Home News Canada Fallen WWII airman recognized in national assembly

Fallen WWII airman recognized in national assembly

637
0
SHARE
MNA David Birnbaum, right, presents a copy of a declaration he made in the national assembly to Jon Dlusy. (Janice Arnold photo)

At 91, Jon Dlusy vividly and painfully remembers his big brother, who went off to war and never returned.

Royal Canadian Air Force (RCAF) Flight Sgt. Nathan Dlusy of Montreal was killed at age 23 on Aug. 15, 1944, when the patrol aircraft he was on crashed off the coast of Scotland.

The loss of his only sibling is all the more bitter, as Nathan Dlusy is not recognized as a Canadian citizen. He was officially a Polish citizen who volunteered to serve the country he was living in.

For the last decade, Dlusy has tried in vain to get the federal government to award his brother citizenship posthumously. However, he’s been told that there is no provision in the law for such a retroactive gesture.

Gerald Rudick holds a photo of RCAF Flight Sgt. Nathan Dlusy (Janice Arnold photo)

The Dlusy brothers were born in Berlin to Polish-Jewish parents. The family fled the Nazis and found refuge in Montreal in 1938.

Nathan Dlusy, who was six years older than Jon, was determined to join the fight against Germany, but was refused when he tried to enlist in 1941.

But he persisted, and solicited letters of recommendation from lawyers, accountants and other prominent people to vouch for his suitability.

After passing rigorous entrance tests and jumping through numerous hoops, he was accepted into the Air Force in 1942. He trained in radar technology and went overseas the following year, where he joined a squadron patrolling the coast of Britain in search of U-boats.

He was in the process of obtaining the status of naturalized British subject, as Canadian citizenship was only enacted in 1947, just before he died, said Dlusy.

“All the paperwork had been done,” recalled Dlusy, who has accumulated “a huge file” on his brother’s dogged efforts to enlist and regularize his status.

Nathan Dlusy, a wireless gunner, was among 10 crew members who died returning from a surveillance mission aboard one of the famed Sunderland flying boats. They were winging their way back to base in a storm, in radio silence, when the huge aircraft hit a cliff.

The record lists Nathan Dlusy as a Polish citizen, even though he never set foot in the country. His parents, who had left Poland the year before he was born, did not have German citizenship, nor was it granted to their German-born children. His parents carried Polish passports, Dlusy said.

Ultimately, that probably clinched it, Dlusy believes, because if they were German nationals, Nathan would never have been eligible to serve in the Canadian Forces.

The young RCAF officer lies in a Jewish cemetery near Glasgow.

READ: JEWISH VETS HONOURED 70 YEARS AFTER END OF WWII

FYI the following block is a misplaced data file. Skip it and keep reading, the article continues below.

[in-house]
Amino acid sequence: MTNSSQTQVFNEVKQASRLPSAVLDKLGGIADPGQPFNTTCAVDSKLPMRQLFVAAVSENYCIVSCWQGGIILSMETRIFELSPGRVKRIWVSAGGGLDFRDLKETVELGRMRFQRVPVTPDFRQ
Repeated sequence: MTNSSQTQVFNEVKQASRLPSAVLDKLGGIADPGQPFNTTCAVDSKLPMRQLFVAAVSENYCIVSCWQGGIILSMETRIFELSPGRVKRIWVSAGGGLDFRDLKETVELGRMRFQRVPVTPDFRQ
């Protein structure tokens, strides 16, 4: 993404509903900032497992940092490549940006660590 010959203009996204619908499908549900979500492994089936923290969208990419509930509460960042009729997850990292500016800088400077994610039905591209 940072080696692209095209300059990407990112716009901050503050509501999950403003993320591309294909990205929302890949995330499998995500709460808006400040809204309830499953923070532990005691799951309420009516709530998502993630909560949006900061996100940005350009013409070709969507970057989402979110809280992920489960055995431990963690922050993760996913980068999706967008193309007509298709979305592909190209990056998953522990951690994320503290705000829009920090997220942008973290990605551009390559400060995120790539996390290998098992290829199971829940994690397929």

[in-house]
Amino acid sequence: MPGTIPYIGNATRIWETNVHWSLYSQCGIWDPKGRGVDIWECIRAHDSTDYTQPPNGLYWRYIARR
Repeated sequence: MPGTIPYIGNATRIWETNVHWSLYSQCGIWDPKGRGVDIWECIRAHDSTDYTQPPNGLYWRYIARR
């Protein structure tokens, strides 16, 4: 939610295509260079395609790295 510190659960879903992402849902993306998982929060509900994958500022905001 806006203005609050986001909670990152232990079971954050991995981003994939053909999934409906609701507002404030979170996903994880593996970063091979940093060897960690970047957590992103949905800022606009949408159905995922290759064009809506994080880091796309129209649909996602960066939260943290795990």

Dlusy has been assisted in his quest to get his brother the Canadian citizenship he so dearly wanted and deserved by his friend of 50 years, Gerald Rudick.

Rudick regards it as a matter of “righting a wrong” that’s persisted for 75 years. He was instrumental in obtaining some measure of recognition recently, not from Ottawa, but from Quebec.

In February, David Birnbaum – the MNA for the riding of D’Arcy McGee, where Dlusy lives – rose in the legislature to pay tribute to Nathan Dlusy and personally delivered an official copy of of his speech to Dlusy.

“It’s a poignant story, a compelling story,” said Birnbaum, who stressed that Nathan Dlusy, the son of Jewish parents who escaped Nazi Germany, died fighting for Canada.

“Nathan was determined to fight the Nazis and defend his adoptive home. He had taken every step at a young age to become a Canadian citizen, but died before it could happen. His brother Jon, now 91, and family friend Gerald Rudick have led a tireless campaign to have him declared posthumously a Canadian citizen. That, sadly, is impossible.”

Birnbaum went on to say that he is honoured to enter Dlusy’s “act of bravery and allegiance to his country” into the national assembly’s permanent record.

Birnbaum pointed out that the last line is key: “What is clear is that Nathan Dlusy, in our eyes, gave his life for his country.”

“What I hoped to emphasize is that ‘his country’ was Canada,” said Birnbaum.

Dlusy, who keeps a framed photo of his brother in uniform in his living room, was touched by the gesture. Rudick hopes it will coax the federal government to do something similar.

“Why should such a worthy individual, who gave his life for Canada, still be denied recognition as a Canadian citizen?” Rudick asked. “There is no pension to be paid. It would not cost the government a single penny.”

The answer from the succession of departments and elected officials he has implored over the years is that it is simply not done. “Even the Armed Forces didn’t want to touch it,” he said.

He has also suggested extending him honorary citizenship, which exists, but is granted extremely rarely.

Undeterred, Rudick believes there must be some way to rectify what he sees as a grave injustice. As Dlusy never married and has no children, and Nathan did not, either, there will soon be no relative left to continue this quest, Rudick pointed out.